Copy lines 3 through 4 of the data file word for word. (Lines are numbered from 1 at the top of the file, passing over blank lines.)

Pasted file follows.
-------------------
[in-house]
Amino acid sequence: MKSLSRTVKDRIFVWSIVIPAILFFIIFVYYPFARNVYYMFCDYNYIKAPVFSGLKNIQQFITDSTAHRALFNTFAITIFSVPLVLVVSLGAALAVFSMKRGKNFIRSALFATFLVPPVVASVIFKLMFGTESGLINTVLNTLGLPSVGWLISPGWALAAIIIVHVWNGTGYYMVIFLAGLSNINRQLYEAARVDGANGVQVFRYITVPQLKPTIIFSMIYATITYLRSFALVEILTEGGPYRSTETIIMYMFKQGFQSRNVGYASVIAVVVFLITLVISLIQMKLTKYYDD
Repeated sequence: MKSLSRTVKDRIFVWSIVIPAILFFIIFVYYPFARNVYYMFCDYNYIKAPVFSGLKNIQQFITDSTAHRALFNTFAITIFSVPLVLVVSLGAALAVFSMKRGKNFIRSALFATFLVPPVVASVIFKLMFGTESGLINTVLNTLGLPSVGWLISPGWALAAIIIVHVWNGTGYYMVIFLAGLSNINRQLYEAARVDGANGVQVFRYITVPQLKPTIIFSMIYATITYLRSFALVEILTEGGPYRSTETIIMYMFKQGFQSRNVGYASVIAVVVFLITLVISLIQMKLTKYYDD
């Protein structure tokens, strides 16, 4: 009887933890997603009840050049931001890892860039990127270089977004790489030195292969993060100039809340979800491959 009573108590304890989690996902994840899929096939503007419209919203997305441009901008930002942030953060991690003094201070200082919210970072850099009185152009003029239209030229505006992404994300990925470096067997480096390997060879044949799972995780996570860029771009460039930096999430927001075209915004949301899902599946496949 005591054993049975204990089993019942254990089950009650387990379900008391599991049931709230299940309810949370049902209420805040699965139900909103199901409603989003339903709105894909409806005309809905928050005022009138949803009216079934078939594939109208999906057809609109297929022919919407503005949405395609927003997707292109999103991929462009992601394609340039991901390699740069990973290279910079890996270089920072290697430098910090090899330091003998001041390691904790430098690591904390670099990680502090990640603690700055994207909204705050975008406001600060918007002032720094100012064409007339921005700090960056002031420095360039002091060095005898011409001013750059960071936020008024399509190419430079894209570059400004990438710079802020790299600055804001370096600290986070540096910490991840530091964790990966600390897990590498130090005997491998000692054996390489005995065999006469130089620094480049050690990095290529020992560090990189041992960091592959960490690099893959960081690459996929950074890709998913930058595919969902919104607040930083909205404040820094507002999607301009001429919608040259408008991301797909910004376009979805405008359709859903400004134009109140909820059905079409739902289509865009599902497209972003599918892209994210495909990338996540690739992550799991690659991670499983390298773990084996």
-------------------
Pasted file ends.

Repeated sequence: MKSLSRTVKDRIFVWSIVIPAILFFIIFVYYPFARNVYYMFCDYNYIKAPVFSGLKNIQQFITDSTAHRALFNTFAITIFSVPLVLVVSLGAALAVFSMKRGKNFIRSALFATFLVPPVVASVIFKLMFGTESGLINTVLNTLGLPSVGWLISPGWALAAIIIVHVWNGTGYYMVIFLAGLSNINRQLYEAARVDGANGVQVFRYITVPQLKPTIIFSMIYATITYLRSFALVEILTEGGPYRSTETIIMYMFKQGFQSRNVGYASVIAVVVFLITLVISLIQMKLTKYYDD
């Protein structure tokens, strides 16, 4: 009887933890997603009840050049931001890892860039990127270089977004790489030195292969993060100039809340979800491959 009573108590304890989690996902994840899929096939503007419209919203997305441009901008930002942030953060991690003094201070200082919210970072850099009185152009003029239209030229505006992404994300990925470096067997480096390997060879044949799972995780996570860029771009460039930096999430927001075209915004949301899902599946496949 005591054993049975204990089993019942254990089950009650387990379900008391599991049931709230299940309810949370049902209420805040699965139900909103199901409603989003339903709105894909409806005309809905928050005022009138949803009216079934078939594939109208999906057809609109297929022919919407503005949405395609927003997707292109999103991929462009992601394609340039991901390699740069990973290279910079890996270089920072290697430098910090090899330091003998001041390691904790430098690591904390670099990680502090990640603690700055994207909204705050975008406001600060918007002032720094100012064409007339921005700090960056002031420095360039002091060095005898011409001013750059960071936020008024399509190419430079894209570059400004990438710079802020790299600055804001370096600290986070540096910490991840530091964790990966600390897990590498130090005997491998000692054996390489005995065999006469130089620094480049050690990095290529020992560090990189041992960091592959960490690099893959960081690459996929950074890709998913930058595919969902919104607040930083909205404040820094507002999607301009001429919608040259408008991301797909910004376009979805405008359709859903400004134009109140909820059905079409739902289509865009599902497209972003599918892209994210495909990338996540690739992550799991690659991670499983390298773990084996």